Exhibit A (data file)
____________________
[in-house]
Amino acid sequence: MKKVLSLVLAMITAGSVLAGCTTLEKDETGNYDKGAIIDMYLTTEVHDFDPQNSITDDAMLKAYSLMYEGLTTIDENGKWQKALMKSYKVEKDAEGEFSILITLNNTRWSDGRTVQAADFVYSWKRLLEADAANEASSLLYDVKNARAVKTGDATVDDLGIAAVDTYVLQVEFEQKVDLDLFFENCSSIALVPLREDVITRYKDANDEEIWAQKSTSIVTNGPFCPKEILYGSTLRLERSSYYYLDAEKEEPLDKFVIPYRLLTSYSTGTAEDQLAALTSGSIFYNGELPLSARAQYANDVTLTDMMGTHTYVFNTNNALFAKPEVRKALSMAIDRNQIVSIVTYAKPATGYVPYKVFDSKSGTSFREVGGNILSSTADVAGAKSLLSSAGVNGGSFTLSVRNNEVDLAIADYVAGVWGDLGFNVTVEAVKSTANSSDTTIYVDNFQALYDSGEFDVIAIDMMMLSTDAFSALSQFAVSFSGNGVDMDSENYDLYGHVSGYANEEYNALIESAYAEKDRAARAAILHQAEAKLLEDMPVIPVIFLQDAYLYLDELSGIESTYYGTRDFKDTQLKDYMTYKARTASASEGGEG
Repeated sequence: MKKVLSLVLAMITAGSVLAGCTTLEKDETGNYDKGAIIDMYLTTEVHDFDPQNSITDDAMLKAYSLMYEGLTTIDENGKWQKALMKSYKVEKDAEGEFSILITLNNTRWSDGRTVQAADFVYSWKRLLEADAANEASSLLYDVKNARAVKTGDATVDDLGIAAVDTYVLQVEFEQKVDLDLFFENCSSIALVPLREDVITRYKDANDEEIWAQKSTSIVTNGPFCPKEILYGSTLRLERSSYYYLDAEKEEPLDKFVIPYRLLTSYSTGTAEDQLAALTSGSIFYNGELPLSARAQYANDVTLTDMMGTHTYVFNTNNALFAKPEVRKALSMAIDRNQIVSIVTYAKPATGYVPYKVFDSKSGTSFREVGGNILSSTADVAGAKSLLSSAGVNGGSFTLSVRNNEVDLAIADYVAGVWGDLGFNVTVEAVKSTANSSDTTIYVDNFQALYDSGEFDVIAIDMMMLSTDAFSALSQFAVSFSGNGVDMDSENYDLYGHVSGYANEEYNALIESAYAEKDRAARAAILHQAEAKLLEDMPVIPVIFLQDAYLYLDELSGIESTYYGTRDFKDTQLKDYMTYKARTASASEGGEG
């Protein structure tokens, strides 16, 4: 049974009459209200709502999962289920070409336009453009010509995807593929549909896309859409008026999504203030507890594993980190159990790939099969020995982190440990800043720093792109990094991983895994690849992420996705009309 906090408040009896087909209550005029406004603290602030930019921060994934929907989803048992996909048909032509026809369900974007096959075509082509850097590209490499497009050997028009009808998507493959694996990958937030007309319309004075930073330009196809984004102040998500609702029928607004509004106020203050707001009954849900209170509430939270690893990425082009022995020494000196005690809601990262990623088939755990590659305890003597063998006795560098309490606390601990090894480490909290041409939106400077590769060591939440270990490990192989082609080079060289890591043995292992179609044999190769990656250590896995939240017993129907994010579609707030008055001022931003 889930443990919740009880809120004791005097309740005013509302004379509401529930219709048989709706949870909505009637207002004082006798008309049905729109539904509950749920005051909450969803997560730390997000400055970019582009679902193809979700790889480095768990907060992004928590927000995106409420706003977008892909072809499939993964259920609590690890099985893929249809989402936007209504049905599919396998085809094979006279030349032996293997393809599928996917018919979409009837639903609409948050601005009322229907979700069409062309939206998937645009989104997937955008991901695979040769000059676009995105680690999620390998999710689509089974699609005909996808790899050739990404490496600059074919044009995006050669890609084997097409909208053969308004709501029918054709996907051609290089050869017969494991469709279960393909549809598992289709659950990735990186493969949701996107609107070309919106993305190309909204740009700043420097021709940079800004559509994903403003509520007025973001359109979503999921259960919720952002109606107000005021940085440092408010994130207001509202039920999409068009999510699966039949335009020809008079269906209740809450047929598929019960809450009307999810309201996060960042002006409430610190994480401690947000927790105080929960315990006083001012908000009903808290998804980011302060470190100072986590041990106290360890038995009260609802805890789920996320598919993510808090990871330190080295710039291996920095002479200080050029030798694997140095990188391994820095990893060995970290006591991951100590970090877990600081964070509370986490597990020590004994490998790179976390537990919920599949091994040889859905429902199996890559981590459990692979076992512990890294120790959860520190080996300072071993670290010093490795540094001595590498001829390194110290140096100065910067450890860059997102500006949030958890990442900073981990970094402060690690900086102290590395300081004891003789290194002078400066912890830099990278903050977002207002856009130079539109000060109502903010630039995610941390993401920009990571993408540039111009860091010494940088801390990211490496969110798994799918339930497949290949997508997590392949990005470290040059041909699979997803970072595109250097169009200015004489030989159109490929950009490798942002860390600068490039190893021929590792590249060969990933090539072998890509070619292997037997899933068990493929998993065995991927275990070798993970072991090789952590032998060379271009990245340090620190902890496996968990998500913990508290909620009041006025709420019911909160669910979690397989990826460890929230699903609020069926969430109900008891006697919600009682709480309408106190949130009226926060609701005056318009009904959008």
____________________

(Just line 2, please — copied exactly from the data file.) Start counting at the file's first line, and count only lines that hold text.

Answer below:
Amino acid sequence: MKKVLSLVLAMITAGSVLAGCTTLEKDETGNYDKGAIIDMYLTTEVHDFDPQNSITDDAMLKAYSLMYEGLTTIDENGKWQKALMKSYKVEKDAEGEFSILITLNNTRWSDGRTVQAADFVYSWKRLLEADAANEASSLLYDVKNARAVKTGDATVDDLGIAAVDTYVLQVEFEQKVDLDLFFENCSSIALVPLREDVITRYKDANDEEIWAQKSTSIVTNGPFCPKEILYGSTLRLERSSYYYLDAEKEEPLDKFVIPYRLLTSYSTGTAEDQLAALTSGSIFYNGELPLSARAQYANDVTLTDMMGTHTYVFNTNNALFAKPEVRKALSMAIDRNQIVSIVTYAKPATGYVPYKVFDSKSGTSFREVGGNILSSTADVAGAKSLLSSAGVNGGSFTLSVRNNEVDLAIADYVAGVWGDLGFNVTVEAVKSTANSSDTTIYVDNFQALYDSGEFDVIAIDMMMLSTDAFSALSQFAVSFSGNGVDMDSENYDLYGHVSGYANEEYNALIESAYAEKDRAARAAILHQAEAKLLEDMPVIPVIFLQDAYLYLDELSGIESTYYGTRDFKDTQLKDYMTYKARTASASEGGEG